Via Tolosana Day 18: Spilt milk, Billy Joel and colonialism

Boissezon to Castres – 16.5kms

Awoke this morning having possibly finally slept at the end of the night, i.e. in the morning.  I don’t know why I haven’t been sleeping.  It is a little strange.  I came downstairs and went to the toilet.  This little guesthouse is so tiny,  and two walls of it are solid rock.  The floor is beautifully and artisically tiled and it is very particular.  As I sat surveying this amazing artistic accomplishment from my seat on the toilet,  I realised there was an irregular white pattern I hadn’t noticed yesterday.  Then I saw it was a kind of stream that led to the kitchen cupboard. Then I realised that it came from the little box of petit dejeuner Annie had left for me, with a large bottle of milk laying down next to jam, yoghurt and biscuits. The milk had leaked. Through the cardboard box, onto the bench, then dripped down the back of the bench – oh no!

I lay paper towels on the milk, but had nothing to mop up the mess with, so I made a coffee, turning the portable gas bottle on and heating up the water. It felt markedly agricultural, but such was the simplicity of this humble place.  The fresh jam might not have been so fresh as it was mouldy, and I wondered how long it had been since someone stayed here.  Annie had said just a few days earlier. Maybe people don’t eat jam or no-one had the heart to tell her.

I’m glad I stayed here though. I wanted to explain what had happened to Annie, but she had told me she wouldn’t be up until 8am, so at 7.25, not seeing any sign of her, I continued on my way.  I felt guilty, but you can’t cry over spilt milk, so they say.   I left a note – je suis desole, I’m sorry.

At the bottom of Annie’s little laneway, I crossed a bridge and continued on the other side of the racing river straight upwards. Once again I am exiting a town with a climb – the first 30 minutes, straight up. Past a woman re-arranging deck chairs on … her patio.  Boissezon ended up being a deep dip in the way, a massive crevice in the plateau that apparently I’m meant to descend from today.  Well, I can’t wait to see that when it happens. It is cool and muggy, and again I am soaked with sweat within minutes.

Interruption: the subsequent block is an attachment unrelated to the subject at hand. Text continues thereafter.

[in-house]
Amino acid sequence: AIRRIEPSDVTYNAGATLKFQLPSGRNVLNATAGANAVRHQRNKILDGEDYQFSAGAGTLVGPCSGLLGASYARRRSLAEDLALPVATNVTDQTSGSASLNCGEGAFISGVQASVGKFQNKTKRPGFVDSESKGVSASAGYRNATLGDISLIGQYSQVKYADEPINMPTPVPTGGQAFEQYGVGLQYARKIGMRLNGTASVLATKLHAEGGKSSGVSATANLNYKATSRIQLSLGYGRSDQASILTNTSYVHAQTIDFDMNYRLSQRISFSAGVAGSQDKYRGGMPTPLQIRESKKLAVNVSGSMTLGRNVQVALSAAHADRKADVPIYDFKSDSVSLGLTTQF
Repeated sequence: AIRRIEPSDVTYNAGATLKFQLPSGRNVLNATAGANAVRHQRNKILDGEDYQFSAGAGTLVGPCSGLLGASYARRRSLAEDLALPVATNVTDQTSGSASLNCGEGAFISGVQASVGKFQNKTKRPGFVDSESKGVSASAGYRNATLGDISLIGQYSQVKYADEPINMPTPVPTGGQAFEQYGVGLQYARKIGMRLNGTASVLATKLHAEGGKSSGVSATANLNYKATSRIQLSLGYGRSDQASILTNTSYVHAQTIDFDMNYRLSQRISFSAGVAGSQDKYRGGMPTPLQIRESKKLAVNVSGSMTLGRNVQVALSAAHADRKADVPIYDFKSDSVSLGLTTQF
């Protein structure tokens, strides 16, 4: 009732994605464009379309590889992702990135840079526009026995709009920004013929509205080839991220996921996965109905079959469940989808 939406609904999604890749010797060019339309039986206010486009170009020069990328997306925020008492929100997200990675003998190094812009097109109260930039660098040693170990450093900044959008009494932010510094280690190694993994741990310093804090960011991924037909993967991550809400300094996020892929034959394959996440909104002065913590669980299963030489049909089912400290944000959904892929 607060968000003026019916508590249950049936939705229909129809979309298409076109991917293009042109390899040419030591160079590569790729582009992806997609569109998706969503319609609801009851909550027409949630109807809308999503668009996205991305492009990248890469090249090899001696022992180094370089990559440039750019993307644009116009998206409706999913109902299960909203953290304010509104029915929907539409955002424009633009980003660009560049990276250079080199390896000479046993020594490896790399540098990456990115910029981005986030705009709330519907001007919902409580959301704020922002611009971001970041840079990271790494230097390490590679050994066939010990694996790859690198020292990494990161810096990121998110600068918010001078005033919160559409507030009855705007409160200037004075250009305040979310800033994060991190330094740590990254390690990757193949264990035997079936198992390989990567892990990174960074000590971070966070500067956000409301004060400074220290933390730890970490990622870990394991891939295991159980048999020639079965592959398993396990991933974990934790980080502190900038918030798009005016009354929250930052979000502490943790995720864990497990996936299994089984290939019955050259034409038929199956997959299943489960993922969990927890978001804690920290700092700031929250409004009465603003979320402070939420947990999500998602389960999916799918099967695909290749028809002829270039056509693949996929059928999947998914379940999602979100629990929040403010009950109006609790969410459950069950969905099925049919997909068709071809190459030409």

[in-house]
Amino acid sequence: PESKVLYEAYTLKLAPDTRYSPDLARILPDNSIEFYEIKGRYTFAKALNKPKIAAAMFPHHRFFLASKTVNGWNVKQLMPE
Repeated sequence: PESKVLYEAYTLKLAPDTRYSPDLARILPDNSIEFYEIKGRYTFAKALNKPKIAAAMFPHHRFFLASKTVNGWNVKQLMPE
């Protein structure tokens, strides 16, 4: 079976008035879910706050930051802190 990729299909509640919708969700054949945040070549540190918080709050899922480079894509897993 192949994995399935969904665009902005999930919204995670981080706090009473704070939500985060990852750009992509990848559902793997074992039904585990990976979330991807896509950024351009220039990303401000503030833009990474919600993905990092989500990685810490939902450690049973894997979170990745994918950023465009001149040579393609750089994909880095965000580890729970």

Again passing more agricultural land, once out of town, I was flanked by lots of greenery. Two coquilles appeared with potager garden in the background.  Once up higher, I had great views of the surrounding area.  I passed several large farm houses then went back down the hill into Noailhac. On the way was a grand house, Chateau de Roqueperlic, a Chambres d’hotes (bed and breakfast). I wonder what it would be like to do the walk and stay instead in the the most expensive accommodation every night – what a honeymoon!  This one is one for that trek.

I mused once again about skipping bits that aren’t interesting (as I would be walking through reputedly ‘boring’ parts on the outskirts of Castres later this day). I’ll happily take the high moral ground, to walk the ‘whole’ way.  I’ll also laugh at myself for this, because the route these days (and probably of all days gone by also) is so very arbitrary, with the GR people changing it to suit local conditions. It doesn’t mean anything to do the ‘whole’ way, and yet it might mean everything. This is a construct in my own head – a way for me to make myself right or wrong. I see it.

Noailhac. I know this name somehow, but can’t think how. I seek out a toilet, and say hello to Mary, still watching everything in the main square.  As I make to leave (and don’t seem to see any sign of an open boulangerie), I pass a Michelin rated restaurant – in the middle of literally nowhere avec cigalle. Hostellerie d’Oc. Next time.

At the top of the stony ascent out of Noailhac, where I had to watch my footing, after a paddock of cows and birds, I am rewarded by a stretch along the most beautiful avenue, about a car-width again, straight, perfectly flat and soft.  As I progressed I gathered a flotilla of flies with me, not those nice Australian ones, but those sticky march-fly types, like we had ascending out of Bousquet d’Orb.  They bite.  I didn’t let them, but they accompanied me through pine forests and random other greenery before passing along with my thoughts by Doulatgès.  They seem to be more prevalent on these muggy, overcast days.